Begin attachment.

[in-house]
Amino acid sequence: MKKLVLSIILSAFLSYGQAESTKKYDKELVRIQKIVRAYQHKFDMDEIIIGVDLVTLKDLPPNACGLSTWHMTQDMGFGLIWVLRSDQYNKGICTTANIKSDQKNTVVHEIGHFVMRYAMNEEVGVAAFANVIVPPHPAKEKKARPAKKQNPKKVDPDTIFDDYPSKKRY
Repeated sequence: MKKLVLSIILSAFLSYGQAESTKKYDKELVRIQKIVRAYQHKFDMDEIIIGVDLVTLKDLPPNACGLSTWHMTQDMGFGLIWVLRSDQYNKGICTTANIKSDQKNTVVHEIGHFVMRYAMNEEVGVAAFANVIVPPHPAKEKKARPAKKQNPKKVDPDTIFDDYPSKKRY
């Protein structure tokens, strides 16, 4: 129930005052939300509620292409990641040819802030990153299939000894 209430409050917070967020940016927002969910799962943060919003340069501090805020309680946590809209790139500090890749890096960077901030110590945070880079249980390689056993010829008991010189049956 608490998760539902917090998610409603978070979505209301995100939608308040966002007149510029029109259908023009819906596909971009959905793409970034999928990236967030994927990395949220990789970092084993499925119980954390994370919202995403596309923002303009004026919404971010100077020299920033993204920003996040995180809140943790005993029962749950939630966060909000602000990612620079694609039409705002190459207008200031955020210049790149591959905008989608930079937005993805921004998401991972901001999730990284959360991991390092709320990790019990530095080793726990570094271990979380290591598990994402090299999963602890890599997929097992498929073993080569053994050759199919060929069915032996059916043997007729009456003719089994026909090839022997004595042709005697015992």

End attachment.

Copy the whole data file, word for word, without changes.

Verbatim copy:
[in-house]
Amino acid sequence: MKKLVLSIILSAFLSYGQAESTKKYDKELVRIQKIVRAYQHKFDMDEIIIGVDLVTLKDLPPNACGLSTWHMTQDMGFGLIWVLRSDQYNKGICTTANIKSDQKNTVVHEIGHFVMRYAMNEEVGVAAFANVIVPPHPAKEKKARPAKKQNPKKVDPDTIFDDYPSKKRY
Repeated sequence: MKKLVLSIILSAFLSYGQAESTKKYDKELVRIQKIVRAYQHKFDMDEIIIGVDLVTLKDLPPNACGLSTWHMTQDMGFGLIWVLRSDQYNKGICTTANIKSDQKNTVVHEIGHFVMRYAMNEEVGVAAFANVIVPPHPAKEKKARPAKKQNPKKVDPDTIFDDYPSKKRY
């Protein structure tokens, strides 16, 4: 129930005052939300509620292409990641040819802030990153299939000894 209430409050917070967020940016927002969910799962943060919003340069501090805020309680946590809209790139500090890749890096960077901030110590945070880079249980390689056993010829008991010189049956 608490998760539902917090998610409603978070979505209301995100939608308040966002007149510029029109259908023009819906596909971009959905793409970034999928990236967030994927990395949220990789970092084993499925119980954390994370919202995403596309923002303009004026919404971010100077020299920033993204920003996040995180809140943790005993029962749950939630966060909000602000990612620079694609039409705002190459207008200031955020210049790149591959905008989608930079937005993805921004998401991972901001999730990284959360991991390092709320990790019990530095080793726990570094271990979380290591598990994402090299999963602890890599997929097992498929073993080569053994050759199919060929069915032996059916043997007729009456003719089994026909090839022997004595042709005697015992």